* Q2 net profit 217 mln euros versus 109 mln euros consensus
* Core capital ratio strong at 12.9 percent
* Messina says bank wants to stay in Hungary despite problems
* Loan loss provisions remain high (Adds analyst comment, details)
By Silvia Aloisi
MILAN, Aug 1 (Reuters) - Italy's biggest retail bank, Intesa Sanpaolo, beat analysts' forecasts with a second-quarter net profit of 217 million euros ($291 million), helped by its strategic shift towards asset management.
Intesa's net profit in the three months from April to June compared with 116 million euros a year ago and a Thomson Reuters consensus forecast of 109 million euros.
The bank said its operating result and pre-tax profit for the period were the best in the last nine quarters, with higher revenues from asset management and capital gains from stake sales offsetting the impact of one-off charges such as higher taxes.
At 3.3 billion euros, asset management commissions in the first half of the year were up 9 percent from a year earlier and were the highest since 2007.
Results were affected by a number of one-off items. On the negative side, Intesa had to pay some 440 million euros in additional taxes on the revaluation of its 40 percent stake in the Bank of Italy.
It also took a 65 million euro charge in the second quarter because of new legislation in Hungary requiring banks to compensate customers for exchange rate spreads applied on foreign currency loans - the latest setback for the country's mostly foreign-owned lenders.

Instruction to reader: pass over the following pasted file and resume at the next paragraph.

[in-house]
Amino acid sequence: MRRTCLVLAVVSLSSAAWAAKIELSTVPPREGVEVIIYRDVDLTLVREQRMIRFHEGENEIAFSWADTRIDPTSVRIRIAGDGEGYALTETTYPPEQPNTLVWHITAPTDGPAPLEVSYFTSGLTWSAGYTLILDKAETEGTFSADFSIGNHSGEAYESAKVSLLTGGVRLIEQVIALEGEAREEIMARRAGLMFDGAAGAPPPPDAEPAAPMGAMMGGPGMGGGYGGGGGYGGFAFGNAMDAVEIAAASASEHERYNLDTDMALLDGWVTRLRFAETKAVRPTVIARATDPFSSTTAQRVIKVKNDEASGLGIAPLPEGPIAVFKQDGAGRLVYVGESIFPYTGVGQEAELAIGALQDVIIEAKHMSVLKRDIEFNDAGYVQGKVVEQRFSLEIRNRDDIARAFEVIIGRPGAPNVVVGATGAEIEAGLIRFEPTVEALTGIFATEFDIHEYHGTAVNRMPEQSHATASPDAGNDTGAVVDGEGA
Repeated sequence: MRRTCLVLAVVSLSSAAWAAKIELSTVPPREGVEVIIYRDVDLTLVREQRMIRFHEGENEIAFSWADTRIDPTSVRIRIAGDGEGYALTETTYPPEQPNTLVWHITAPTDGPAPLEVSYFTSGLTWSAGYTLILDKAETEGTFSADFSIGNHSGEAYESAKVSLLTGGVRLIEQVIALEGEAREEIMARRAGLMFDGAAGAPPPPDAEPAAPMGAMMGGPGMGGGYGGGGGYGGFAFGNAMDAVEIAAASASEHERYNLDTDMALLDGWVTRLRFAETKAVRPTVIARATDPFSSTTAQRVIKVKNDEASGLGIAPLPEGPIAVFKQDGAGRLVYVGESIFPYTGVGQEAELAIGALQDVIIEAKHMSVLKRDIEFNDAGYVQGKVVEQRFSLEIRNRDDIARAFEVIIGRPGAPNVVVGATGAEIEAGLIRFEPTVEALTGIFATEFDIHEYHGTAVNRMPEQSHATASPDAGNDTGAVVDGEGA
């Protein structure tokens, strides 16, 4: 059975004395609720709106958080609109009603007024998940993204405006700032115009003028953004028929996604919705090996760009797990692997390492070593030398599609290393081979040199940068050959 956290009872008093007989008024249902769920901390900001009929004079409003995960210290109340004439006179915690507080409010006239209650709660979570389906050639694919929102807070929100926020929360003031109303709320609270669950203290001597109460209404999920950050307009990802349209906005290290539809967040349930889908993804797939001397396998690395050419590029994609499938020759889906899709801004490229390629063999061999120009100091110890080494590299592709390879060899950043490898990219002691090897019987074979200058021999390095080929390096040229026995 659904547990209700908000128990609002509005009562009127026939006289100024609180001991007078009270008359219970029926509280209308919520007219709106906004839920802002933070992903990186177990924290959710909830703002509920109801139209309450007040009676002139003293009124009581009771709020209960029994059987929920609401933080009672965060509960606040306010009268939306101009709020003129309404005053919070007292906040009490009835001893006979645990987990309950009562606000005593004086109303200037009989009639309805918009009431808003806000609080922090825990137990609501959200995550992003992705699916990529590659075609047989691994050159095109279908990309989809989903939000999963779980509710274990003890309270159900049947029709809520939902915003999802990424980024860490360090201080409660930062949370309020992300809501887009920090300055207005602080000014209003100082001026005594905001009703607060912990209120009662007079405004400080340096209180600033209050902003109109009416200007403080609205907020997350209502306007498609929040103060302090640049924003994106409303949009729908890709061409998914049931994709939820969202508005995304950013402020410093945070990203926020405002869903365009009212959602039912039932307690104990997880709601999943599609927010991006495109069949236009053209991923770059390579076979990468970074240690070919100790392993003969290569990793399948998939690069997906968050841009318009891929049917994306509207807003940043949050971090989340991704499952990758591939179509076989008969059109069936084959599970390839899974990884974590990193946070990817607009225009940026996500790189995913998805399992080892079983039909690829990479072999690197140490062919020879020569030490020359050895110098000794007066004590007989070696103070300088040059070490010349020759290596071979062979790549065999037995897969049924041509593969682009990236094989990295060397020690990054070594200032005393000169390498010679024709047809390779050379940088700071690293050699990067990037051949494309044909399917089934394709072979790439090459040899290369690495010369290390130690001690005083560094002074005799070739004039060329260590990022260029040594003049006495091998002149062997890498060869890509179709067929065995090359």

On the positive side, it booked capital gains of 220 million euros from the sale of stakes in payment services group SIA and hotel chain NH Hoteles.
Intesa's CEO Carlo Messina could not say whether Hungarian measures aimed at protecting borrowers could result in further charges, but said Intesa considered its operations in the country strategic and wanted to stay there.
The group's provisions for loan losses remained high at 1.18 billion euros, as its home market Italy struggles to emerge from its longest recession since World War II.
Like other European lenders, Intesa is shedding non-core assets to boost its capital base, which is already one of the strongest in Italy, in preparation for a Europe-wide health check of lenders to be completed later this year.
"We are confident that we will emerge as winners from the comprehensive assessment," Messina told analysts in a conference call.
The Common Equity Tier 1 ratio, a measure of financial strength, stood at 12.9 percent, from 12.6 percent at the end of March.
Analysts said the results were above expectations on most counts, although bad loans grew 3 percent quarter-on-quarter, compared with a 1 percent increase in the first quarter.
"The...strategy based on asset management business is delivering, as the strong revenue performance is supported by net fees," said Carlo Tommaselli of Societe Generale.
"The only slightly disappointing data was asset quality, worsening a bit more than expected."
The shares were trading 2.5 percent higher by 1446 GMT at 2.2860 euros.
$1 = 0.7465 Euros Reporting by Silvia Aloisi; Editing by Elaine Hardcastle